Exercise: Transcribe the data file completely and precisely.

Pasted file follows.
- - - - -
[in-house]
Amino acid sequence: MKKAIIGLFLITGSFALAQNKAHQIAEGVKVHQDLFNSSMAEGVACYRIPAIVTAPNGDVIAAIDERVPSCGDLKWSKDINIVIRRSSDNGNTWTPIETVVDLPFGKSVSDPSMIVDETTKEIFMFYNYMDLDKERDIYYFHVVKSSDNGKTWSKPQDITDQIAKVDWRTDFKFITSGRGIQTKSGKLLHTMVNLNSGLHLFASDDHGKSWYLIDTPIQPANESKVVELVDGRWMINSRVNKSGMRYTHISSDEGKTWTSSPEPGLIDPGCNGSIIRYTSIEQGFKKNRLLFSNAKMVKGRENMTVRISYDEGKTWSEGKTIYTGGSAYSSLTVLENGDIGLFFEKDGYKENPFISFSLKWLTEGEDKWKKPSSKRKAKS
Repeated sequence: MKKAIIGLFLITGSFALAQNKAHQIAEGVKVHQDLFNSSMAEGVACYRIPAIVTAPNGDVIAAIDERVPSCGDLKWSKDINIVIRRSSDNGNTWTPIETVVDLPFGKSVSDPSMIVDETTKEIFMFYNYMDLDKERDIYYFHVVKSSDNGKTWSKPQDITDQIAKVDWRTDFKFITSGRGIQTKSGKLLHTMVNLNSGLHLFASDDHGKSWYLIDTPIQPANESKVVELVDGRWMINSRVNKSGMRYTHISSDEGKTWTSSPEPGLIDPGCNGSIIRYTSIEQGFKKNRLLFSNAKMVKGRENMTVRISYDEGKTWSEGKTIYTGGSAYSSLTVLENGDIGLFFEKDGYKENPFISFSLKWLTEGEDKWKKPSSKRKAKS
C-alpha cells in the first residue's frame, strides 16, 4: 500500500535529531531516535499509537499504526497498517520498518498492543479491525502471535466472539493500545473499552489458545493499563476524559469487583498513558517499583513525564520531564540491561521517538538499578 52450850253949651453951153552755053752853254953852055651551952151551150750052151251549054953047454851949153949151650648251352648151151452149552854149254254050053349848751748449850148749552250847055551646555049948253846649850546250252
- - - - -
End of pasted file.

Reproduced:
[in-house]
Amino acid sequence: MKKAIIGLFLITGSFALAQNKAHQIAEGVKVHQDLFNSSMAEGVACYRIPAIVTAPNGDVIAAIDERVPSCGDLKWSKDINIVIRRSSDNGNTWTPIETVVDLPFGKSVSDPSMIVDETTKEIFMFYNYMDLDKERDIYYFHVVKSSDNGKTWSKPQDITDQIAKVDWRTDFKFITSGRGIQTKSGKLLHTMVNLNSGLHLFASDDHGKSWYLIDTPIQPANESKVVELVDGRWMINSRVNKSGMRYTHISSDEGKTWTSSPEPGLIDPGCNGSIIRYTSIEQGFKKNRLLFSNAKMVKGRENMTVRISYDEGKTWSEGKTIYTGGSAYSSLTVLENGDIGLFFEKDGYKENPFISFSLKWLTEGEDKWKKPSSKRKAKS
Repeated sequence: MKKAIIGLFLITGSFALAQNKAHQIAEGVKVHQDLFNSSMAEGVACYRIPAIVTAPNGDVIAAIDERVPSCGDLKWSKDINIVIRRSSDNGNTWTPIETVVDLPFGKSVSDPSMIVDETTKEIFMFYNYMDLDKERDIYYFHVVKSSDNGKTWSKPQDITDQIAKVDWRTDFKFITSGRGIQTKSGKLLHTMVNLNSGLHLFASDDHGKSWYLIDTPIQPANESKVVELVDGRWMINSRVNKSGMRYTHISSDEGKTWTSSPEPGLIDPGCNGSIIRYTSIEQGFKKNRLLFSNAKMVKGRENMTVRISYDEGKTWSEGKTIYTGGSAYSSLTVLENGDIGLFFEKDGYKENPFISFSLKWLTEGEDKWKKPSSKRKAKS
C-alpha cells in the first residue's frame, strides 16, 4: 500500500535529531531516535499509537499504526497498517520498518498492543479491525502471535466472539493500545473499552489458545493499563476524559469487583498513558517499583513525564520531564540491561521517538538499578 52450850253949651453951153552755053752853254953852055651551952151551150750052151251549054953047454851949153949151650648251352648151151452149552854149254254050053349848751748449850148749552250847055551646555049948253846649850546250252